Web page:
Pied Heron

2.  Bush-stone Curlew

Bush-stone Curlew

3.  Plumed Whistling Duck

Plumed Whistling Duck

 

Edited by Mark57
Add bird names to images
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Just a crow flyby at La Perouse. 

 

Would love to get into bird photography, but I'm rubbish at it.   The one below is half interesting out of many shots taken ?.

 

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Edited by Spukee
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  • 4 weeks later...

Finally managed to get close enough for a pic...a tad out of focus/fuzzy but I had to get the zoom right up to even get close...

Funny enough they look like they are wearing bright coloured fluffy woollen winter jumpers! Just lacking scarves and beanies! :) 

 

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Edited by BLAH BLAH
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28 minutes ago, Ooogh said:

What an absolutely stunning bird Soundbyte.

Thanks, it was flitting around in The Springs car park half way up The Mountain, a delightful subject.

It took little notice of people going by, surprisingly very few people showed any interest in the bird even though it was making lots of noise.

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  • 3 weeks later...
  • 1 month later...

A yellow tailed black cockatoo in a pine tree, while I was going for a walk a few weeks ago. There were several of them pulling cones apart and feeding on the seeds, I see them regularly. (Was taken from some distance away with full zoom on a Lumix  pocket camera, so quality not the best.)

 

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I get a few Mud Maggie’s in my yard.There happy to sing and fly around my head......

 

 

 

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On 14/12/2020 at 2:29 PM, emesbee said:

A yellow tailed black cockatoo in a pine tree, while I was going for a walk a few weeks ago. There were several of them pulling cones apart and feeding on the seeds, I see them regularly. (Was taken from some distance away with full zoom on a Lumix  pocket camera, so quality not the best.)

 

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Love the cry of these majestic birds. They use to  fly in along waterfall gully to Beaumont and trim my tree Twice a year.....

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I think it's a Butcher Bird or a very rough looking Kooka!!! in the backyard...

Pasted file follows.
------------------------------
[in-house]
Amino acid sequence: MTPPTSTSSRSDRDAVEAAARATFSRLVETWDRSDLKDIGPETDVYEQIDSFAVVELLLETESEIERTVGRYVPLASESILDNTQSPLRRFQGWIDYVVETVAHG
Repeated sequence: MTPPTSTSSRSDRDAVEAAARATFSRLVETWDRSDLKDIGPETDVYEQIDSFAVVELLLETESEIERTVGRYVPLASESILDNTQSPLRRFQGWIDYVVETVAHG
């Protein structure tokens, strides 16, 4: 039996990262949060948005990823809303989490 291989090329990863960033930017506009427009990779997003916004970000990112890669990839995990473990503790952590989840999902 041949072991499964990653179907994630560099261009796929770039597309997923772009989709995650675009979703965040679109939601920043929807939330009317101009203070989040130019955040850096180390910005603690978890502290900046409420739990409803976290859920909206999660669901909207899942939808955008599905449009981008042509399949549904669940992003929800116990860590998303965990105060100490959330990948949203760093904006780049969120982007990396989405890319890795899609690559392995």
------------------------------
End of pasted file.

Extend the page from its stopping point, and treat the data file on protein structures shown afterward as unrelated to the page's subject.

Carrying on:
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OK guys no fighting and wait your turn...plenty to go around off the seed block!

 

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59 minutes ago, Stump said:

I get a few Mud Maggie’s in my yard.There happy to sing and fly around my head......

 

 

 

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Love the cry of these majestic birds. They use to  fly in along waterfall gully to Beaumont and trim my tree Twice a year.....

 

I'm never sure what the proper name for this bird is. Everyone in SA knows them as the Piping Shrike, but that doesn't appear to be an official term. Also sometimes called Mud Lark I think, but may be confusing with another bird. I have been told that the proper name is Black Backed Magpie, but can't vouch for that (so Mud Magpie is probably a fair compromise). I think they call them Peewees over in the east (had never heard that name until my sister called them that when I visited her in Qld a couple of years ago).

 

 

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21 minutes ago, emesbee said:

 

I'm never sure what the proper name for this bird is. Everyone in SA knows them as the Piping Shrike, but that doesn't appear to be an official term. Also sometimes called Mud Lark I think, but may be confusing with another bird. I have been told that the proper name is Black Backed Magpie, but can't vouch for that (so Mud Magpie is probably a fair compromise). I think they call them Peewees over in the east (had never heard that name until my sister called them that when I visited her in Qld a couple of years ago).